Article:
Pilar Pintagro sees too many people "in limbo."

As an interpreter in counseling sessions at Family Services of Jamestown, she said she and her colleagues manage to make emotional connections with non-English speakers because they speak their ​clients' native languages. But, ​Pintagro has noticed many fearful members in the Hispanic community.

“When you’re so nervous, so stressed, so depressed and you hear something in your language, (you’re) like, ‘Somebody’s hearing me,'" Pintagro said as one of four panelists during the May 5 Tuesdays with Tracy.

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Immigration was the topic for the weekly online conference with Tracy Mitrano, the Democratic challenger for the 23rd Congressional district, which includes the Greater Olean area.

The other three panelists were Nicole Hallett, director of the Immigrants’ Rights Clinic at the Law School, University of Chicago; Jaclyn Kelley-Widmer, director of the Immigration Law and Advocacy Clinic at Cornell Law School, and Mary Jo Dudley, director of the Cornell Farmworker Program.

They discussed Deferred Action for Childhood Arrivals; the importance of interpreting services; flaws in the immigration judiciary system; the need for immigration reform, and immigrants who work on farms. They also answered various questions from the comments section on the live video. 

Dudley spoke on how immigrant farm workers, especially those who are not in the U.S. legally, need assistance during the COVID-19 pandemic. For them, the rule of thumb when working is to “stay invisible.” Testing and medical assistance are nearly impossible for them to procure.

“Underlying this is that the immigration reform question has (created) isolation and fear,” Dudley said. “At any moment, they could be a passenger in a car, asked for their papers and be deported. All of this could be changed if we had a different immigration policy.”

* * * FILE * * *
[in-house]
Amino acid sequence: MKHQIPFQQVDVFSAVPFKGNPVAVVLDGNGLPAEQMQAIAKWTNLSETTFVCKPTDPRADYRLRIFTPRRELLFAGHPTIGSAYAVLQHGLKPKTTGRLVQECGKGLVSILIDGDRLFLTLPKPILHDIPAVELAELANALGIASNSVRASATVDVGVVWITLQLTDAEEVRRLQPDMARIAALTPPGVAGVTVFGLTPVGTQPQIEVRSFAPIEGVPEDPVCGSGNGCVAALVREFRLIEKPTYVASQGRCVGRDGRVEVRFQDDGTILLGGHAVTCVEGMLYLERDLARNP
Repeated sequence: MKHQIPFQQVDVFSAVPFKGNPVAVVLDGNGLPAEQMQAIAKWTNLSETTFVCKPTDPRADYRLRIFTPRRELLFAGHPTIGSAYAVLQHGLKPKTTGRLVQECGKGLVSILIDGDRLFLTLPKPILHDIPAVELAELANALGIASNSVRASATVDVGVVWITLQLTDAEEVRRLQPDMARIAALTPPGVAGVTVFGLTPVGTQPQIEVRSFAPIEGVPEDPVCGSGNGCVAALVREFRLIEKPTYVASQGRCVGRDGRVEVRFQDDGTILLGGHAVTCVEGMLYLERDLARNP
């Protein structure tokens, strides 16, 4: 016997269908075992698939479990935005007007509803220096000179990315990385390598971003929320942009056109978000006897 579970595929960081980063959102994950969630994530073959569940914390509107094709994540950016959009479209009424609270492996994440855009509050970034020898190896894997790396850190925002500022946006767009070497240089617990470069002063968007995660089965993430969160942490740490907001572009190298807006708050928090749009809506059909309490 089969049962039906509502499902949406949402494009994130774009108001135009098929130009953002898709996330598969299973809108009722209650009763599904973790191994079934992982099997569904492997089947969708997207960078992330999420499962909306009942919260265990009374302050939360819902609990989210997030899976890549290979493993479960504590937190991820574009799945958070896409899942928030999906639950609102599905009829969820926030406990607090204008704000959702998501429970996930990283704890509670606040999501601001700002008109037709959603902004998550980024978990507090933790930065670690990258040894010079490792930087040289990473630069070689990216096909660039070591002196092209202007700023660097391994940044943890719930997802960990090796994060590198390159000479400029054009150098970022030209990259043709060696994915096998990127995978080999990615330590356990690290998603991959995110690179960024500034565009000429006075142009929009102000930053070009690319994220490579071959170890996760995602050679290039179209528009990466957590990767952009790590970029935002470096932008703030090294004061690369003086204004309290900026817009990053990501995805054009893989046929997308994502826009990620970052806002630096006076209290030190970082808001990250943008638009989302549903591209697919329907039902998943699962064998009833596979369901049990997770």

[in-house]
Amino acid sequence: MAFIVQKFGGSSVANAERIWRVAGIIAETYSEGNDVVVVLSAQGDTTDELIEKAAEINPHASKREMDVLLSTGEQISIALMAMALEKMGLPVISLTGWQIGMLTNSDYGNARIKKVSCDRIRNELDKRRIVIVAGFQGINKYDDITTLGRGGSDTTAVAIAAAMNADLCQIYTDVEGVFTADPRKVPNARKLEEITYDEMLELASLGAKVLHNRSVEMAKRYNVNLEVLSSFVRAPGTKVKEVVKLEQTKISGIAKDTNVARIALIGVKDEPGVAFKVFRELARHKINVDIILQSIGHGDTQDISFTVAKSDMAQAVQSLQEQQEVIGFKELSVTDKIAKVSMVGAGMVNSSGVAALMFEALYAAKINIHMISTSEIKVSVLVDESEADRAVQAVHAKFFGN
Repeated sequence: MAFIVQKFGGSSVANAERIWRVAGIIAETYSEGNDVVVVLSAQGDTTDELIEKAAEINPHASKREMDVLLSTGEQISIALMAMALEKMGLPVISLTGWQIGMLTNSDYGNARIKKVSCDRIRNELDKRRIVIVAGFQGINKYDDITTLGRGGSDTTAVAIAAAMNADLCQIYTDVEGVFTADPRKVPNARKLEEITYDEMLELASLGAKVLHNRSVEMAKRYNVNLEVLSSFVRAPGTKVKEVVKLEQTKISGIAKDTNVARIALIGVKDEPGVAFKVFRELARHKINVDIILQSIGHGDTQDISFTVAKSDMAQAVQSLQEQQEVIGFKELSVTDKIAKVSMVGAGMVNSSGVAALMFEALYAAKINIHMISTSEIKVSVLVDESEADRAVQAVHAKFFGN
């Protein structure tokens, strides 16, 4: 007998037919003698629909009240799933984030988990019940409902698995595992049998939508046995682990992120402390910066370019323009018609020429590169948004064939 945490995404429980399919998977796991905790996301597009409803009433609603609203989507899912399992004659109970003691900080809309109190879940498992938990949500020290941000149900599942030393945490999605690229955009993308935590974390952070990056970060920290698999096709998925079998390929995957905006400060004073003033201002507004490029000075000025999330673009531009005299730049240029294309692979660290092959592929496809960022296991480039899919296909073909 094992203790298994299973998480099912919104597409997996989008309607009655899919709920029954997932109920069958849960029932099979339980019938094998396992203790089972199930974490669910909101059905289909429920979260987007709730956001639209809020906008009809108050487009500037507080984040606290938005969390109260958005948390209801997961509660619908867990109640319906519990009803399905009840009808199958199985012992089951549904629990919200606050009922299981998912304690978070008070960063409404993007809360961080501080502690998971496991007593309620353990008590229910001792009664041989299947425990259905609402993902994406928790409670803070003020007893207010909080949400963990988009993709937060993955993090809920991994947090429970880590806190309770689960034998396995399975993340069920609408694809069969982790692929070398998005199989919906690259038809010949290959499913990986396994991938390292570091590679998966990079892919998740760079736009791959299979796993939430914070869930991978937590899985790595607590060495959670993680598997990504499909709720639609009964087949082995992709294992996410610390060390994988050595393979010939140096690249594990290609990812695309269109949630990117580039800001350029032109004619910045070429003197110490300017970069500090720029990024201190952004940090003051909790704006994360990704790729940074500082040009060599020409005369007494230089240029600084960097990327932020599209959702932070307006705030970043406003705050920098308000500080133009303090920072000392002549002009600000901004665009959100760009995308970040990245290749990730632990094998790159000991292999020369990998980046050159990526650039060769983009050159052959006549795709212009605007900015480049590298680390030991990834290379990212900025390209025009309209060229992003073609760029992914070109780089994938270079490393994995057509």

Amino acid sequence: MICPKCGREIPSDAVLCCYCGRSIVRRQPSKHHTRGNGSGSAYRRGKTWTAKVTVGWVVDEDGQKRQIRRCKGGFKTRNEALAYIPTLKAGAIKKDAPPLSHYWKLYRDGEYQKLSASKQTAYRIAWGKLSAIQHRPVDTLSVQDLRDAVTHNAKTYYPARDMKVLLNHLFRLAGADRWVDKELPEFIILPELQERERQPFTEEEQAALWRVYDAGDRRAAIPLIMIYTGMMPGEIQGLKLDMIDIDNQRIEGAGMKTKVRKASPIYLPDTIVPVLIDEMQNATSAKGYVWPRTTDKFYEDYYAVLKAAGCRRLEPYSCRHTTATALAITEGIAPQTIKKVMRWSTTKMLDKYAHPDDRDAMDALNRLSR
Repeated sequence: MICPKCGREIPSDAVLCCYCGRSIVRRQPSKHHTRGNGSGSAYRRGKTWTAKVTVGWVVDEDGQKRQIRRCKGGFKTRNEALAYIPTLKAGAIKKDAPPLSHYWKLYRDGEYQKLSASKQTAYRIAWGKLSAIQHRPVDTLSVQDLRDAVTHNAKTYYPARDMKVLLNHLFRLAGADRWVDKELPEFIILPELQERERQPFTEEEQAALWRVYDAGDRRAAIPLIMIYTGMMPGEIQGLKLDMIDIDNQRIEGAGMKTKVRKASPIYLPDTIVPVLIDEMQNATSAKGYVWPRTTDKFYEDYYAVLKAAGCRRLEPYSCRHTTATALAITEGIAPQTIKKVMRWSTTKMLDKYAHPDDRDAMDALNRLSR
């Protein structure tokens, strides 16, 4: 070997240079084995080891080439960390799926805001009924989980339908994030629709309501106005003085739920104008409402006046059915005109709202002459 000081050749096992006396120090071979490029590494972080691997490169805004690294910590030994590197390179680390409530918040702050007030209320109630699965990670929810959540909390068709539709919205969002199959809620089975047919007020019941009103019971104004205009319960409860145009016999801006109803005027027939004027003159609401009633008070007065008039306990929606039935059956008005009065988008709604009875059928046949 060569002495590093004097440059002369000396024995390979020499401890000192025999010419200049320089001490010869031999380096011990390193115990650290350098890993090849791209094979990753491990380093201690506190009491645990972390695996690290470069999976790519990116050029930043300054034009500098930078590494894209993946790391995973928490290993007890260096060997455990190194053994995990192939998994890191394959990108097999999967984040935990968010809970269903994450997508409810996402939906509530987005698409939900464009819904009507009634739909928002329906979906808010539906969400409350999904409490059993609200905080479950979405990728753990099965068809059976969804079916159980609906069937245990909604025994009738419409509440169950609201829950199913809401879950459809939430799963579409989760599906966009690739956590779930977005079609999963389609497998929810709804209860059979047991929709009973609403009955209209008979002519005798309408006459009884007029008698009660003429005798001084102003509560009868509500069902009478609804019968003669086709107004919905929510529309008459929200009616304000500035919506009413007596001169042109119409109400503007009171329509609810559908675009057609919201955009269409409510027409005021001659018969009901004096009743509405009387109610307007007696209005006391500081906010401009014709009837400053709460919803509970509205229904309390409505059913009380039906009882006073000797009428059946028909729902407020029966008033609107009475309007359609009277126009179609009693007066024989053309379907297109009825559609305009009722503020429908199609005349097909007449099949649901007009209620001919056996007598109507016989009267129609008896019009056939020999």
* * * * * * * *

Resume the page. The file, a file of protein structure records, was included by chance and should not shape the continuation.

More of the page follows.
Kelley-Widmer said the U.S. Supreme Court is currently reviewing a DACA case and that the decision, expected sometime before June, will impact work situations.  

“Our DACA recipients are in this state of panic,” Kelley-Widmer said. 

Hallett spoke about the current experiences of immigrants trying to get green cards or work cards. 

“It can take months,” Hallett said. “I think we need to change the system from bottom to top. We should get people that care.”

Immigration judges, Hallett added, can be pushed into making decisions because they can be fired at any time by the attorney general. She advocated for immigration judiciary reform too. 

Among the questions the panelists discussed was the impact of climate change on immigration.    

“If there’s climate change, then we will just see a growing group of these climate migrants around the world, and we’ve already seen it,” Dudley said.

Another question concerned how and whether immigrant households access the internet so their children can take online classes in the wake of COVID-19. Mitrano, whose partner is a kindergarten teacher, said she has heard stories of families sitting in library parking lots for hours. 

Pintagro spoke of language barriers  students face.

“They have to do their homework with mom and dad, but they don’t speak English. How can they help?” Pintagro asked.

In closing, Mitrano thanked the panelists for participation and announced the next live discussion would be on May 11 and would concern world health.

“We will be talking about immigration in context with that," Mitrano said. 

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